Kirk Cousins is the biggest story right now in Fantasy Football
As Kirk himself might say, “You like that?.” Yet it doesn’t matter if we do or don’t, we don’t have a choice. With the draft still weeks away and even the free agency period yet to start, Kirk Cousins is going to dominate the NFL headlines for a while. Despite being the biggest story, many fans are still asking questions about Cousins.
Let’s try to answer a couple of those.
The Myths Regarding Kirk Cousins
Question 1: Do the Redskins Really Think Alex Smith Is Better Than Kirk Cousins?
A Statistical Comparison
My personal opinion is that Alex Smith is NOT better than Kirk Cousins, but it is probably closer than many think.
Take a look at the table of 2017 stats below.
|2017 Stat||Kirk Cousins||Alex Smith|
|Fantasy Points||QB #6||QB #4|
|FPts/Gm||QB #9||QB #4|
Sure, Cousins had more touchdowns, one more passing, and two more rushing. Cousins also had about 50 more passing yards or about two standard fantasy points. But let’s recall that with the Chiefs locked into their playoff position, Cousins sat the final week of the season as the Chiefs wanted to get a look at Patrick Mahomes.
Smith was certainly better than Cousins in 2017. But 2017 was Smith’s best year ever. The odds of him exceeding or even matching that again in his age 34 season are slim to none. And if we expand the sample size to three years, we begin to see the evidence supporting Cousins:
And let’s not forget that Cousins is four years younger than Smith. The odds of Cousins having an even better year than he has had is far greater than Smith’s odds. Or did the Redskins actually make a decision based on one year’s worth of data?
Of course not. And when you look at the contract status, things become clearer.
It’s All About the Benjamins
Kirk Cousins was coming off a year in which he played under the franchise tag, a number that was certainly going to jump this upcoming year. Meanwhile, Smith is under contract through 2022 and is owed about $20 million per year. According to overthecap.com, Smith is owed $21.5 million in 2018, which is not even one of the top dozen 2018 quarterback salaries. Meanwhile, had the Redskins franchised tagged Cousins, he would have cost the Redskins the average of the top five quarterback salaries, or well north of $25 million.
Things are starting to balance out now a little, aren’t they?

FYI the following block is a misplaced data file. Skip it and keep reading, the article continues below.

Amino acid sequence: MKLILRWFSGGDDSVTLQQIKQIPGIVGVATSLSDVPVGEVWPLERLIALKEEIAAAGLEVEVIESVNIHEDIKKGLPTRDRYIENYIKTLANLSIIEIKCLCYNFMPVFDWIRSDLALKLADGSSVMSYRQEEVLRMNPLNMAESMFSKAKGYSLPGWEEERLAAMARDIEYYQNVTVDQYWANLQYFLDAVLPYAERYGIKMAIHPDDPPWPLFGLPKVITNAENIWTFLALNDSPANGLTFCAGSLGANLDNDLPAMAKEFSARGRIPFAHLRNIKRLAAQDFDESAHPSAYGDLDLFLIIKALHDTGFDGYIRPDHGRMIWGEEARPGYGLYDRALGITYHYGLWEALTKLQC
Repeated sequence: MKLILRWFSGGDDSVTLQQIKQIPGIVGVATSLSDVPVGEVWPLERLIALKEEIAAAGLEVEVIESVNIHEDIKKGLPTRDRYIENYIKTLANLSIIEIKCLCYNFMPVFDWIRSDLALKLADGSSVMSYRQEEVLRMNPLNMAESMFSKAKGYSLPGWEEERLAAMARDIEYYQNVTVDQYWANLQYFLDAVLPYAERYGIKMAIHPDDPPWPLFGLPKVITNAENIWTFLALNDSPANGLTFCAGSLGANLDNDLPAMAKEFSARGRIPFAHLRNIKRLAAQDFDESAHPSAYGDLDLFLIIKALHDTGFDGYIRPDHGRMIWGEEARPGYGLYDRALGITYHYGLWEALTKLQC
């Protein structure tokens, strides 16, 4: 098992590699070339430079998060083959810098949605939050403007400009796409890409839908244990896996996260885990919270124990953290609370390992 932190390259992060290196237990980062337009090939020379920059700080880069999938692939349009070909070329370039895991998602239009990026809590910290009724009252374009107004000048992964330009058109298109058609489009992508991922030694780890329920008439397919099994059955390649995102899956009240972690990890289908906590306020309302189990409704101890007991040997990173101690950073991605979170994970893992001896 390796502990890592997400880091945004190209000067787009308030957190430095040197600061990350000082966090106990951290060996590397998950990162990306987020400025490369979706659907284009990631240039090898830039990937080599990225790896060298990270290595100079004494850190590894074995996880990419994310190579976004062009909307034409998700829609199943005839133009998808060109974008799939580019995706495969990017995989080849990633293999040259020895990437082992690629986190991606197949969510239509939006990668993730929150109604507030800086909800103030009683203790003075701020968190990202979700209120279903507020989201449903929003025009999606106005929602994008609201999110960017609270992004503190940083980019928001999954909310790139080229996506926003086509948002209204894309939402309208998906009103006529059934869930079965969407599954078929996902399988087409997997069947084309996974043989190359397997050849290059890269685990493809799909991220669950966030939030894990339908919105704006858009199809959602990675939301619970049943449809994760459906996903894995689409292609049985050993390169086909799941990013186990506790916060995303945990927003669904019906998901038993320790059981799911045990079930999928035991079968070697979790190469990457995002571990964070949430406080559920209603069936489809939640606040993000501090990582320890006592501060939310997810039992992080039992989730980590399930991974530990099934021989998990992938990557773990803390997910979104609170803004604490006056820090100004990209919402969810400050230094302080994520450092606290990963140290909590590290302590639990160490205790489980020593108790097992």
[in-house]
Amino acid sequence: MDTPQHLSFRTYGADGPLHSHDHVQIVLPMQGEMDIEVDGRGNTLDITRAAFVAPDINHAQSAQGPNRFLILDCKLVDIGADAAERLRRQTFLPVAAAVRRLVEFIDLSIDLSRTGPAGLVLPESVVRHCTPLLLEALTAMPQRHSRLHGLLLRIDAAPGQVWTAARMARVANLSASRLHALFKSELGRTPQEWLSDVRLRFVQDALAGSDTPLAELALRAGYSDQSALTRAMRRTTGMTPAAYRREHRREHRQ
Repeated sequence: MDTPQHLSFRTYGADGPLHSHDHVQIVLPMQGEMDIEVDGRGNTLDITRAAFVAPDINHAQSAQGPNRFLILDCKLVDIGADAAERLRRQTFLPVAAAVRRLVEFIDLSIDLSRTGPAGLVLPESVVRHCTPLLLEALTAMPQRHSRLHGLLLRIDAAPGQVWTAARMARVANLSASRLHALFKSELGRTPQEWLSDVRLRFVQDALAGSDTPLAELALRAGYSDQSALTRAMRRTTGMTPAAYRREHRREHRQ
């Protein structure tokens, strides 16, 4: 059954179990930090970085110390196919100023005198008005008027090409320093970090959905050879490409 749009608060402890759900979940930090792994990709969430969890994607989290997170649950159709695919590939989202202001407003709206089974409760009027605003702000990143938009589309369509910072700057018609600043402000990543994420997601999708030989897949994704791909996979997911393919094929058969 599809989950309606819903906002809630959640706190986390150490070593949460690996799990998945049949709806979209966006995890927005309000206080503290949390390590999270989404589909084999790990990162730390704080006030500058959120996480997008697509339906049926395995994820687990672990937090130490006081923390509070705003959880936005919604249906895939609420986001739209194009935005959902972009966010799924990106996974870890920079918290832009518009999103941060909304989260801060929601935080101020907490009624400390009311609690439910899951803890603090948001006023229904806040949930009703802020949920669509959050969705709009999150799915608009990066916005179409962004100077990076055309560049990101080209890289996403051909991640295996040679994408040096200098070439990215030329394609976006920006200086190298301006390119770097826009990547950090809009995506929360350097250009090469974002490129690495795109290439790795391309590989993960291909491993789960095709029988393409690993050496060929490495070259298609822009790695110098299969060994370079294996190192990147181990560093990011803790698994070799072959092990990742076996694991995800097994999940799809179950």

But let’s recall that the Redskins did not trade Cousins for Smith. They simply refused to extend a contract to Cousins and instead replaced him with Smith. Some believe that the Redskins front office made the right choice to do so. I will not criticize or praise them for making that swap. My suspicion is that the Washington front office knew that Cousins was not going to sign a mutually agreeable deal. Whether the fault lies in the Redskins or Cousins is another debate for another day. But if you look at this as the Redskins knew Cousins was out the door, the Smith signing filled a void. So, no, I don’t think Redskins think Alex Smith is better than Kirk Cousins. But given what other quarterbacks were actually at the Redskins disposal, Alex Smith was a far better alternative.
And given how much it might cost to have Cousins as your quarterback in 2018, it might be a prudent decision. Which brings us to the next question.
Question 2: Is Kirk Cousins Really Going to Get a Guaranteed $90 million contract?
Reports surfaced late last week that Cousins was going to get a guaranteed $90 million deal.
Hearing Cousins is looking for 3 years $90M gtd. 💰💰 https://t.co/h2Ny3vC8Au
— Mike Jurecki (@mikejurecki) March 3, 2018
The Jets were reported to supposedly be offering a fully guaranteed deal. And with the number of teams needing a franchise quarterback who has yet to see his 30th birthday, many thought Cousins might just get $90 million guaranteed.
But as Adam Patrick details here, “$90 million guaranteed does not necessarily mean $90 million guaranteed”. Reporters, whose sources are often agents trying to make their contracts sound more impressive than they are, report details that are often misleading.
Take Matthew Stafford’s initially reported $135 million contract including $92 million guaranteed. Even though the five-year extension was signed this past August, the $53 million dollars that Stafford will receive in 2021 and 2022 could disappear should he suffer a ccareer-endinginjury. Also included in the “guaranteed money” is Stafford receiving a $6 million roster bonus if he is still on the team by the fifth day of the 2019 league year as well. And while that’s likely to happen, that’s not a certainty. When you start to break it all down, the “guaranteed money” is actually closer to $60 million.
Granted, Stafford is not exactly going to qualify for food stamps any time soon, but any time you hear “guaranteed” money, take it with a grain of salt. Because I guarantee you the reports of Kirk Cousins getting $90 million guaranteed are certainly exaggerated.
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